Drawing attention to the generally poor ability among engineers to use GD&T effectively (if at all) is always timely. Tolerancing errors sometimes become glaring visible even to management, yet the root cause of prototype or production problems is rarely addressed. What is also a huge cost goes unnoticed. Unnecessarily tight tolerances added substantial cost to nearly every design I reviewed; I generally found the offending engineer unable to understand the analysis and unwilling to risk loosening the belt and suspenders.
Interestingly, it was during the transition from 2D to 3D, but prior to effective CAM tool availability, that I noted a dramatic increase in the GD&T knowledge of quality engineers. This was often enforced by the necessity of programming CMMs. In fact, I frequently worked with mere inspectors who had a better working knowledge of GD&T than the resident Mech and Manufacturing Engineers.
Since few engineers now work in an environment that houses manufacturing, and more design is done in 3D, GD&T knowledge is more critical than ever before. The design might well be manufactured half a world away by a team that would have difficulty providing feedback even if they spoke the same language. Facility among engineers with GD&T is part of an effective DFM strategy. To have quality or manufacturing engineers, or "checkers" clean up a design after the fact is not as efficient as having the design engineer get it right. And knowledge coupled with use of tools that evaluate stack-up is imperative. Ignoring this guarantees that even advanced mechanical engineering will follow manufacturing offshore.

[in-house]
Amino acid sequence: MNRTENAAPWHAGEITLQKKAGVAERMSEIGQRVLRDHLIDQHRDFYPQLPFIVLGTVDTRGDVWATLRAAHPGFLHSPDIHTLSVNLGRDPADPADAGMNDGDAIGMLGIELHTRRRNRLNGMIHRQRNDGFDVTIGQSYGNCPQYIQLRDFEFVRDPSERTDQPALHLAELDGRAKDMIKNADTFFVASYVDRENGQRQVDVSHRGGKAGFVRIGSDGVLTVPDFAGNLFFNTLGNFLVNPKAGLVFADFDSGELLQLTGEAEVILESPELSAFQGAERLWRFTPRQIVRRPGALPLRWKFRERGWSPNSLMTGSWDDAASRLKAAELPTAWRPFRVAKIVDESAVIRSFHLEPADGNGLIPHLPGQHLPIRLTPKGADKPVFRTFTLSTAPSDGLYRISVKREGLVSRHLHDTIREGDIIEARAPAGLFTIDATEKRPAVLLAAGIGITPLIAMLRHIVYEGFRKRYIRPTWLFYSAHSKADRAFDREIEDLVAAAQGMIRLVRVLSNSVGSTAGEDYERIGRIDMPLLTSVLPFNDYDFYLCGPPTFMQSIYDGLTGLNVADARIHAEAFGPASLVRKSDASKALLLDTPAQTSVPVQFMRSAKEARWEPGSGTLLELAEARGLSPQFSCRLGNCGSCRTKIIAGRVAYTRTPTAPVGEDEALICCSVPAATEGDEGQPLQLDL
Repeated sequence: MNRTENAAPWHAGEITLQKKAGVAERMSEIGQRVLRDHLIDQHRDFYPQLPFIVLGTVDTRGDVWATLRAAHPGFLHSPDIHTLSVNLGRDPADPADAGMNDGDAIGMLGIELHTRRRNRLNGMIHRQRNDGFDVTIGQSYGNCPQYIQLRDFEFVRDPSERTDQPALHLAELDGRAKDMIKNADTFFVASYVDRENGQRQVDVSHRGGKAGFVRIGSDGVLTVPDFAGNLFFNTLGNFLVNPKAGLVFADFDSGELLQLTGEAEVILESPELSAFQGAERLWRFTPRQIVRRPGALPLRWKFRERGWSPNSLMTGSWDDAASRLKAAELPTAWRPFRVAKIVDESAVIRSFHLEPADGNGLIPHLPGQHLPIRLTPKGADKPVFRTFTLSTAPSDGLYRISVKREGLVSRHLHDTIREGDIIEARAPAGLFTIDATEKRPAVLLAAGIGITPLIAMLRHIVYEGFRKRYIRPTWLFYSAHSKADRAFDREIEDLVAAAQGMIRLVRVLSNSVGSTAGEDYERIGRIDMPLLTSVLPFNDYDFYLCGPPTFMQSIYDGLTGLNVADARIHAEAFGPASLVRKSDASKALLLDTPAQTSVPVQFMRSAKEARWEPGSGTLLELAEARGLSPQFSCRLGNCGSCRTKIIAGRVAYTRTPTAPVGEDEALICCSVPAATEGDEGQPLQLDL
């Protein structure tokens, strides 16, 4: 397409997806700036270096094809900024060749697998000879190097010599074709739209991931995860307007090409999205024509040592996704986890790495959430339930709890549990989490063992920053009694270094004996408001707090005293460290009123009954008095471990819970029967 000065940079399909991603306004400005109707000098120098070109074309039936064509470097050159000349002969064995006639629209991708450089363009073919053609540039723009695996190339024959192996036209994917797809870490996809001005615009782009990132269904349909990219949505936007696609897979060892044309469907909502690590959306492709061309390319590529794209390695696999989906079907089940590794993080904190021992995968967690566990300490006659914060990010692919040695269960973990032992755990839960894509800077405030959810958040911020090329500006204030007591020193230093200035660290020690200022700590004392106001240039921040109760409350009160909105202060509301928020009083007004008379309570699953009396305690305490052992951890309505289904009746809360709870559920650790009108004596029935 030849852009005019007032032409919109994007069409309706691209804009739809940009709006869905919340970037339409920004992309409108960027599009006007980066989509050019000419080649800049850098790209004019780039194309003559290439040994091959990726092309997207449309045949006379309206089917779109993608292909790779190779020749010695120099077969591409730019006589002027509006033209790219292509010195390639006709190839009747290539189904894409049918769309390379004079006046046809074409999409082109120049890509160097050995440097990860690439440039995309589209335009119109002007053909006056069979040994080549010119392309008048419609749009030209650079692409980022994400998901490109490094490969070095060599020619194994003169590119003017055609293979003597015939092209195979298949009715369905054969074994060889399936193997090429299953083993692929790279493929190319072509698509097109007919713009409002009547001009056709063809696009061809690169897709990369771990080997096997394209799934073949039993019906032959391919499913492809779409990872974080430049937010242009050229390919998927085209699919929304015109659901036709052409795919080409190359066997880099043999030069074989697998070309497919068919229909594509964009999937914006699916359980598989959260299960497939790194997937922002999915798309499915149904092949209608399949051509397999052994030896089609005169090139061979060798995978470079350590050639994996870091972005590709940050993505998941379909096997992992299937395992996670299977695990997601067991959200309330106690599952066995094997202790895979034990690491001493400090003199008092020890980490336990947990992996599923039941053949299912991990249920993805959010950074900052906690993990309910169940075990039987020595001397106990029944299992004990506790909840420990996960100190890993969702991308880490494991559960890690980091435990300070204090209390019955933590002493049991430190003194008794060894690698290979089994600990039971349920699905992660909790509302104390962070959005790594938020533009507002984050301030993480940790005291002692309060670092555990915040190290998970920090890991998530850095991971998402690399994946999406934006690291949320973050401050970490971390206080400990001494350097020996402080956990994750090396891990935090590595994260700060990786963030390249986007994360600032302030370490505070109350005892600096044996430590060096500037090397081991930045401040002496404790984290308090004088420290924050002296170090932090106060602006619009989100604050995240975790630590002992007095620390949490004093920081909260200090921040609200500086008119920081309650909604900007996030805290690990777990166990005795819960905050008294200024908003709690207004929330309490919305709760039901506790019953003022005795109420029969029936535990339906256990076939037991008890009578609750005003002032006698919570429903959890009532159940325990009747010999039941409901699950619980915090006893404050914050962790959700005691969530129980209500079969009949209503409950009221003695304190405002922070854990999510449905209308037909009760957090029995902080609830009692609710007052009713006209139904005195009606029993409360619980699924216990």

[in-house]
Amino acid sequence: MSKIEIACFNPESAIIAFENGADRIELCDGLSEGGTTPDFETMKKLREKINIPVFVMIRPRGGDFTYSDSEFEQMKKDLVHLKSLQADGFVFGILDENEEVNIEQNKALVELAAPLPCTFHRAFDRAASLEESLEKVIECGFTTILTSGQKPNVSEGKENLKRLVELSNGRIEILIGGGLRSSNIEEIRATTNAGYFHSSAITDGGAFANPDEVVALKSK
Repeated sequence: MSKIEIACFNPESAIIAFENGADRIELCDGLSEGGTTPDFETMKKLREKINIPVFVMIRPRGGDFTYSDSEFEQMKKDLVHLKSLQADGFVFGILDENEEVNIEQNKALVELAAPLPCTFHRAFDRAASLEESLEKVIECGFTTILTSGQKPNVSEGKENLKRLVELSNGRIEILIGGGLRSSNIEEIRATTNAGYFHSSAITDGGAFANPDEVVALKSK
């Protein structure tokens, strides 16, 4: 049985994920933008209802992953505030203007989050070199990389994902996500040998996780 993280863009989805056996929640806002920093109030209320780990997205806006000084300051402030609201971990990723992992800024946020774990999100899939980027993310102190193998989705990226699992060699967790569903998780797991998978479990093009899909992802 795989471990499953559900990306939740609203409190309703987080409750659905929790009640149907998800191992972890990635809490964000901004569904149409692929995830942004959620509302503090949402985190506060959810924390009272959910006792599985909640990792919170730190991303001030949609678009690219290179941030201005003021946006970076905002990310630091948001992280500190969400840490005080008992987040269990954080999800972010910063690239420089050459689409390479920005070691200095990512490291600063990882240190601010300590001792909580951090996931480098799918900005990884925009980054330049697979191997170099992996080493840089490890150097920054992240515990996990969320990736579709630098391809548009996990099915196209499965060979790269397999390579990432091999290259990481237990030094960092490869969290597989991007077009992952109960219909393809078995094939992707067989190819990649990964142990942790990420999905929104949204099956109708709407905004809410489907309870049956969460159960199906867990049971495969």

Operations Mgmt (emeritus)
(errr...good deed doer)